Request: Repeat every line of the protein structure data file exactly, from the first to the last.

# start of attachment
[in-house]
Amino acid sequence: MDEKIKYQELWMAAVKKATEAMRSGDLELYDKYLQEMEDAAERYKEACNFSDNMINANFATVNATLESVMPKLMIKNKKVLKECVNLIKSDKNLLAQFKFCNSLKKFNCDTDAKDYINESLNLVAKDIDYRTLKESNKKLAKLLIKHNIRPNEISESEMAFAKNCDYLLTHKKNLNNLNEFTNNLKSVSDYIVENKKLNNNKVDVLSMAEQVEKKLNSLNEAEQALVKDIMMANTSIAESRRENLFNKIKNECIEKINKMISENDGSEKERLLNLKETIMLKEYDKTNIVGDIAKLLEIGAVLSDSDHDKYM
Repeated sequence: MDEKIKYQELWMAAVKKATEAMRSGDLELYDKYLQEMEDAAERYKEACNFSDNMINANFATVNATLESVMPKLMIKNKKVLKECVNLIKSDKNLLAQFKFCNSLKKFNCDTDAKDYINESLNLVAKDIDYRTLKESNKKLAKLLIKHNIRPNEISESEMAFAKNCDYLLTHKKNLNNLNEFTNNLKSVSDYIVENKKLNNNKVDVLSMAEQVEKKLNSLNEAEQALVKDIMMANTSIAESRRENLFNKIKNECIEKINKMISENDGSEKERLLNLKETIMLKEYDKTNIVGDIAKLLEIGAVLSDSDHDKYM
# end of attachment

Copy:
[in-house]
Amino acid sequence: MDEKIKYQELWMAAVKKATEAMRSGDLELYDKYLQEMEDAAERYKEACNFSDNMINANFATVNATLESVMPKLMIKNKKVLKECVNLIKSDKNLLAQFKFCNSLKKFNCDTDAKDYINESLNLVAKDIDYRTLKESNKKLAKLLIKHNIRPNEISESEMAFAKNCDYLLTHKKNLNNLNEFTNNLKSVSDYIVENKKLNNNKVDVLSMAEQVEKKLNSLNEAEQALVKDIMMANTSIAESRRENLFNKIKNECIEKINKMISENDGSEKERLLNLKETIMLKEYDKTNIVGDIAKLLEIGAVLSDSDHDKYM
Repeated sequence: MDEKIKYQELWMAAVKKATEAMRSGDLELYDKYLQEMEDAAERYKEACNFSDNMINANFATVNATLESVMPKLMIKNKKVLKECVNLIKSDKNLLAQFKFCNSLKKFNCDTDAKDYINESLNLVAKDIDYRTLKESNKKLAKLLIKHNIRPNEISESEMAFAKNCDYLLTHKKNLNNLNEFTNNLKSVSDYIVENKKLNNNKVDVLSMAEQVEKKLNSLNEAEQALVKDIMMANTSIAESRRENLFNKIKNECIEKINKMISENDGSEKERLLNLKETIMLKEYDKTNIVGDIAKLLEIGAVLSDSDHDKYM